Tea, especially green tea has long been known for its medicinal benefits. It helps digestion, boosts metabolism, and even wards off cancer and heart disease.
According to whether it is fermented or not, tea can be divided into 3 types:
green tea: not fermented
oolong tea: partially fermented
black tea: fermented
While people may prefer black tea or oolong tea, green tea has more health benefits. As it’s dried straight after picking, it keeps most of its valuable polyphenols while its cousins C black tea and oolong tea lose most of theirs in the process of fermentation. Green tea has a lot more polyphenols than black tea or oolong tea. What’s the deal of those polyphenols things, you may wonder? They are known as powerful antioxidants, which remove free radicals from the body. Free radicals in the body’s cells are very bad. They are very unstable and tend to react negatively with other important molecules like DNA, causing malfunctions and injury on the cellular level. They produce destruction that may therefore pave the way for diseases like heart disease and cancer. Green tea contains rich polyphenols that play an active role in removing the free radicals from the body. Antioxidants in tea are also known to prevent death from a second heart attack by helping blood vessels relax, thus blood can flow through more easily. As a result, that can help lower blood pressure and reduce stress on the heart. Studies show green tea drinkers have a 50% lower risk of developing stomach or esophageal compared to non-green tea drinkers.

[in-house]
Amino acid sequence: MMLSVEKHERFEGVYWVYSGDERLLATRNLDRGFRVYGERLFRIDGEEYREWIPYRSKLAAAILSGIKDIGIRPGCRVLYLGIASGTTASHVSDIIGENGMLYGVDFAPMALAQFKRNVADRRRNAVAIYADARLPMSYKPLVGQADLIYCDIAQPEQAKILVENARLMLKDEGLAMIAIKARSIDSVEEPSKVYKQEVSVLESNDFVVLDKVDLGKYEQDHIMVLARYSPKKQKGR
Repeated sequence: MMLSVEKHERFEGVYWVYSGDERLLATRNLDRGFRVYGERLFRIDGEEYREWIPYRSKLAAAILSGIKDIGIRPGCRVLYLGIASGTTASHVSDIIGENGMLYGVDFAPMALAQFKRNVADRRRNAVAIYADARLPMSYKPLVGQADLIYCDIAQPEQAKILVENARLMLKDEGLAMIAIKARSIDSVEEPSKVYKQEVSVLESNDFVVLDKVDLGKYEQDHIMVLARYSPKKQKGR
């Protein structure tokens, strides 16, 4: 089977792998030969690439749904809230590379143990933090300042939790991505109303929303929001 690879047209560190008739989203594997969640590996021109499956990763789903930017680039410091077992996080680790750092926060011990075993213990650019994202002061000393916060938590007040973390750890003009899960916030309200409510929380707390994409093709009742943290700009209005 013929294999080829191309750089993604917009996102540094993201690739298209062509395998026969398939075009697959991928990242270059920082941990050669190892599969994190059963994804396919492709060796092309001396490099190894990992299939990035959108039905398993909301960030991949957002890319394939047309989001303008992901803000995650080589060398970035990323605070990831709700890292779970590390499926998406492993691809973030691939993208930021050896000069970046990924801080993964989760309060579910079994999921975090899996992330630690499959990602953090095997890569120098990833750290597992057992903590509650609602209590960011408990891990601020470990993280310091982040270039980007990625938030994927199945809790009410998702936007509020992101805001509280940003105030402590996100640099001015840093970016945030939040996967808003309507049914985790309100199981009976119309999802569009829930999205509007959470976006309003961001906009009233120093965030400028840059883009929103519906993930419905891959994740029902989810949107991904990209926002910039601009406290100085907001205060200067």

One final benefit of green tea drinking can help lose some weight. It’s believed some of its polyphenols and caffeine work together to boost the body’s metabolism, thus boost our energy-burning system.
How much tea shall we drink? Generally, three to five cups a day is fairly enough for us to get its medical benefits.
Shall we have a cup of tea now?